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Theoretically:

If one were to distill a beer at 172.3-211.9*F with the intention of throwing away the distillate, in order to produce non-(or low-)alcoholic beer, would the remaining beer contain enough viable yeast to carbonate bottles with the addition of priming sugar, or would additional yeast in low quantities be necessary for carbonation?

Secondary question (not necessary for the answer):

Should the yeast be of the same strain as the original yeast, or would a different kind be acceptable due to the fact that the beer has already been brewed and only carbonation is sought?

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    It should be noted here as well that upon heatign the fermented beer, you will greatly accelerate the staling and oxidation process. The beer will very likely be awful after you remove the alcohols via heat distillation. At best its shelf life will be vastly reduced. – brewchez Aug 20 '14 at 10:48
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In general, yeast will die at temps exceeding 115F.

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    Besides killing the yeast, I would bet that heating beer to distillation temperatures would alter the flavor beyond recognition, making it undrinkable. – Glasseyed Aug 28 '14 at 19:15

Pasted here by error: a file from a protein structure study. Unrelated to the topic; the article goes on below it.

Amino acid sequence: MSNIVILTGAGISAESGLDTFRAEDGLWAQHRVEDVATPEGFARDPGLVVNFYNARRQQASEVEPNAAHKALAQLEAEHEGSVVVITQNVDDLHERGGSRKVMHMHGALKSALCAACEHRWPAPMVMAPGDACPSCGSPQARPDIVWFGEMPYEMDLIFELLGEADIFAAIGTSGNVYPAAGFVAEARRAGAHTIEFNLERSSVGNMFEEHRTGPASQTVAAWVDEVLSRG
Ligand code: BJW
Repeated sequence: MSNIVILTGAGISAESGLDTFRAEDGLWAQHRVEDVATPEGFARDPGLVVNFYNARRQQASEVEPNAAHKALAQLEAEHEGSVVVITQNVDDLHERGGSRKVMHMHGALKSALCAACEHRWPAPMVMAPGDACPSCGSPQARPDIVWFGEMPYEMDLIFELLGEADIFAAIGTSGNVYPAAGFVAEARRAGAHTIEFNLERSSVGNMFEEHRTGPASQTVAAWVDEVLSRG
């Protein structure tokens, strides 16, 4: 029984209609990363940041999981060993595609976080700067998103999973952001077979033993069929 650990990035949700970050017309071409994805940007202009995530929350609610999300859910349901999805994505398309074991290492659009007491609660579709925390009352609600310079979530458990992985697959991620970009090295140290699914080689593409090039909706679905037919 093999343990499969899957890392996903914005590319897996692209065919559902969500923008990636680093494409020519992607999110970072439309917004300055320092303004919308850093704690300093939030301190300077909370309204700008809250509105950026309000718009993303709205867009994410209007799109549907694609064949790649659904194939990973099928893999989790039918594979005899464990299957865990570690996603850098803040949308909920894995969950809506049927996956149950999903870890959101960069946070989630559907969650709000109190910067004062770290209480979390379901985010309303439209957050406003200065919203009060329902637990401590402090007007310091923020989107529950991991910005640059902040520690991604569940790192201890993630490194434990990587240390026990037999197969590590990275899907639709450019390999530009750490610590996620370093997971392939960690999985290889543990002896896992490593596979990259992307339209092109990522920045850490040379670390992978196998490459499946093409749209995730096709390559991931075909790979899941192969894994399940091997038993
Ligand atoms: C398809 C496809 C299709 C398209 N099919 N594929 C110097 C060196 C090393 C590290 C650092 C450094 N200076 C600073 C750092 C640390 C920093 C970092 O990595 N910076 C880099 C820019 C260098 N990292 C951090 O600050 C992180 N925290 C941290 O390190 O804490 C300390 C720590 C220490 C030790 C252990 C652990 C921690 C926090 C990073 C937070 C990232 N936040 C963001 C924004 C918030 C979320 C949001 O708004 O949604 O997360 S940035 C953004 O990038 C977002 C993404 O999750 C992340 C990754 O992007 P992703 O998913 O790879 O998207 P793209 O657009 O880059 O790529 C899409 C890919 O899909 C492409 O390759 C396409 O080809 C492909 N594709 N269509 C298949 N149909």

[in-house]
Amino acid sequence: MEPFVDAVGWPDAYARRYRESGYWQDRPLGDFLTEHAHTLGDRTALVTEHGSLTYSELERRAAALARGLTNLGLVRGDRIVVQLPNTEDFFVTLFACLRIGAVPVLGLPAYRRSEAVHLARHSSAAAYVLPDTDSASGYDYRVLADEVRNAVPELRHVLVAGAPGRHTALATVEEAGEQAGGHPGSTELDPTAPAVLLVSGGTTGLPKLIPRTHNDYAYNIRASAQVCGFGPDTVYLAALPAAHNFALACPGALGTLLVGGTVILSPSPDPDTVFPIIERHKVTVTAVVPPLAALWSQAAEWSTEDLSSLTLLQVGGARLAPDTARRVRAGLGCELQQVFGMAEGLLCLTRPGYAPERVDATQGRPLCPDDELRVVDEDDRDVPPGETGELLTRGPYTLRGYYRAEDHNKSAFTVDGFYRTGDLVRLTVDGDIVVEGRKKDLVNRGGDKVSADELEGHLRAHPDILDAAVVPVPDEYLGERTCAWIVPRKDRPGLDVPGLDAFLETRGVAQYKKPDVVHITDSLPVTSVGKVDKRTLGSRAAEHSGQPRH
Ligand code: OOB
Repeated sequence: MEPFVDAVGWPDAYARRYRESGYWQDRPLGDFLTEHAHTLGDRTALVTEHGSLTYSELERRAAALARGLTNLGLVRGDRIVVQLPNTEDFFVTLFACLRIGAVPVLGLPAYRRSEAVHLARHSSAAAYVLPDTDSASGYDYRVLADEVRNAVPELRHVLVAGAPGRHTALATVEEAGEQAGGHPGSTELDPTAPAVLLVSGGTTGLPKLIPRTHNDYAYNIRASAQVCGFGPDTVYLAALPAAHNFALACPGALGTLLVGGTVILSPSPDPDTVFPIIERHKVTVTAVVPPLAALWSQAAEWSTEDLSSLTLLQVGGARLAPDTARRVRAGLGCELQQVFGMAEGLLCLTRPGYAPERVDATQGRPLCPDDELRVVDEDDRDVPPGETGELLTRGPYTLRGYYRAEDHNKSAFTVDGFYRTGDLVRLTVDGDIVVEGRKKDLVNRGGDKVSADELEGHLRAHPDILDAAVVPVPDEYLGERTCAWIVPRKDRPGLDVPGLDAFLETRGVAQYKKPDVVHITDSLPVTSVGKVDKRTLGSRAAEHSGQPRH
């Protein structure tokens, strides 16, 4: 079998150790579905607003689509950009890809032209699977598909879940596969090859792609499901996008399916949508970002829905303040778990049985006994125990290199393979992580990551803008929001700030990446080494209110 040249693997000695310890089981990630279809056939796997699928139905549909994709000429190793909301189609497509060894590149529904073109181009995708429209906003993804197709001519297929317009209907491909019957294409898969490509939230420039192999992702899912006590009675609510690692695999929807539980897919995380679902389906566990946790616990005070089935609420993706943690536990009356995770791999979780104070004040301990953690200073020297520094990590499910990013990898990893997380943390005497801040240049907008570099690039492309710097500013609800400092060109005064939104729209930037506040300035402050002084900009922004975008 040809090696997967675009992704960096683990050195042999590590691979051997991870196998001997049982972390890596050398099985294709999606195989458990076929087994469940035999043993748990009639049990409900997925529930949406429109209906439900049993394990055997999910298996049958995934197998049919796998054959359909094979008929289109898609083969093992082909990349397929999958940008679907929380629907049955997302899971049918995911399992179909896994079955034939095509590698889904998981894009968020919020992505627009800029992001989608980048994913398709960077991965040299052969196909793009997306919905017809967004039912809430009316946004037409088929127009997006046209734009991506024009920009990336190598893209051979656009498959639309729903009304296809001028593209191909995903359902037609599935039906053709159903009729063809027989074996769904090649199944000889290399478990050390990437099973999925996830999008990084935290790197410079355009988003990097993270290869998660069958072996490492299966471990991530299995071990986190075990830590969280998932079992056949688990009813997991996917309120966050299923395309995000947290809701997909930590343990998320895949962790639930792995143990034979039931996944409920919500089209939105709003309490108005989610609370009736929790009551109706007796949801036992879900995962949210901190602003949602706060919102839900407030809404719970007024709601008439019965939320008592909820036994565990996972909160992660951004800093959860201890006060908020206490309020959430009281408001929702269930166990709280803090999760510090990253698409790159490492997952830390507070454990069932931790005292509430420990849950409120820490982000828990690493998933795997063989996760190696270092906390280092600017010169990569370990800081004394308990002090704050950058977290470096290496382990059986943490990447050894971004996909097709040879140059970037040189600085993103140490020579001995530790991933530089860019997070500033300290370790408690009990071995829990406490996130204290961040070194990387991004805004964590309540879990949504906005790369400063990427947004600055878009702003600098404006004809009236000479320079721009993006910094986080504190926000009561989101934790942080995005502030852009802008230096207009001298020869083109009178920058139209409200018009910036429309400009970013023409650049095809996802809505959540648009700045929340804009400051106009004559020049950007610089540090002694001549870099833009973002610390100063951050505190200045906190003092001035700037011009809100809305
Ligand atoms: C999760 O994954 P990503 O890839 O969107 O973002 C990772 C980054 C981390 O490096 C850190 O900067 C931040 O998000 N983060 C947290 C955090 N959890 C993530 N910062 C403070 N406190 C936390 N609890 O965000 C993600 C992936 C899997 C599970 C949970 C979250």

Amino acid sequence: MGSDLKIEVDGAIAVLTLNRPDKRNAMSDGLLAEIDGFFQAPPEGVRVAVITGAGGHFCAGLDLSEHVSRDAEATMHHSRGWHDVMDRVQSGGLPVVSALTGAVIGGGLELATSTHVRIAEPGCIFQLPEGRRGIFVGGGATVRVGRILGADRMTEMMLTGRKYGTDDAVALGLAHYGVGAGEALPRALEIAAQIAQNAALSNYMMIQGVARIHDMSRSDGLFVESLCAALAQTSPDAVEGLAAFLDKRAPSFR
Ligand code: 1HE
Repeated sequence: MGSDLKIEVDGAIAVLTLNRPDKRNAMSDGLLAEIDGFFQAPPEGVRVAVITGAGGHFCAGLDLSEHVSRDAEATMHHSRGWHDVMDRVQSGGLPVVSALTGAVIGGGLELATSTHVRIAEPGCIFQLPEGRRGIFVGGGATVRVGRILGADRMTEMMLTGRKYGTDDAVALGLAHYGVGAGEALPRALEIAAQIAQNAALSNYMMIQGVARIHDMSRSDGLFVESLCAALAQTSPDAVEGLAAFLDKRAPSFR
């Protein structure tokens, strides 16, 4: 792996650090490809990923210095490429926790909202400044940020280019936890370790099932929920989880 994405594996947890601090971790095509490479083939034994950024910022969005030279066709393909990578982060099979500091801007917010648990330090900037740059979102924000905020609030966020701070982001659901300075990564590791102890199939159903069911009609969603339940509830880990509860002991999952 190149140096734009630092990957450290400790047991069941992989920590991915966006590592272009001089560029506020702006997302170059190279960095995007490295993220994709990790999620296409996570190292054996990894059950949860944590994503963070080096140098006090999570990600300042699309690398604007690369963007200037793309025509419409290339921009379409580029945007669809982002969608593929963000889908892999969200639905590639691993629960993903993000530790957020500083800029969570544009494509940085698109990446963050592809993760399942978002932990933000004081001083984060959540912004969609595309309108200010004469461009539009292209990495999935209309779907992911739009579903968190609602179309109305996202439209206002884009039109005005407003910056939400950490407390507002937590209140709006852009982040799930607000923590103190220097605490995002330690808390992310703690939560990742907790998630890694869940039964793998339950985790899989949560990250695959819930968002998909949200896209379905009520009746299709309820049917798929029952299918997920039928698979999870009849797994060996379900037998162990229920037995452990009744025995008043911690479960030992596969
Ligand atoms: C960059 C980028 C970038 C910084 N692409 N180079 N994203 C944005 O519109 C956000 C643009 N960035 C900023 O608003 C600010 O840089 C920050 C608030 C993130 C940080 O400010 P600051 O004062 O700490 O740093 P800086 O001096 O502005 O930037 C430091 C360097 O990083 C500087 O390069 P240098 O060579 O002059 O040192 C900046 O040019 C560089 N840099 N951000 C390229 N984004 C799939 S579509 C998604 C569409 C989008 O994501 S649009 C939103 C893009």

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    It certainly does. Even heating it to pasteurization temps (around 160) affects the flavor detrimentally. – Denny Conn Aug 29 '14 at 15:09
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No way. You will kill everything in your beer at this temperature. The pasteurization process actually uses lower temps, probably with less exposure time, and kills them all.

And its ok to use any beer yeast to carbonation, you don't need the same strain.

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    To add to that, you can add priming sugar and fresh yeast, at bottling. – jalynn2 Aug 19 '14 at 13:11
  • You'll be taking out more than just the alcohol if you distill- you might get it out at 150 proof from a pot still say. That being said, you could force carbonate in a keg too. – mpurkeypile Aug 22 '14 at 3:29

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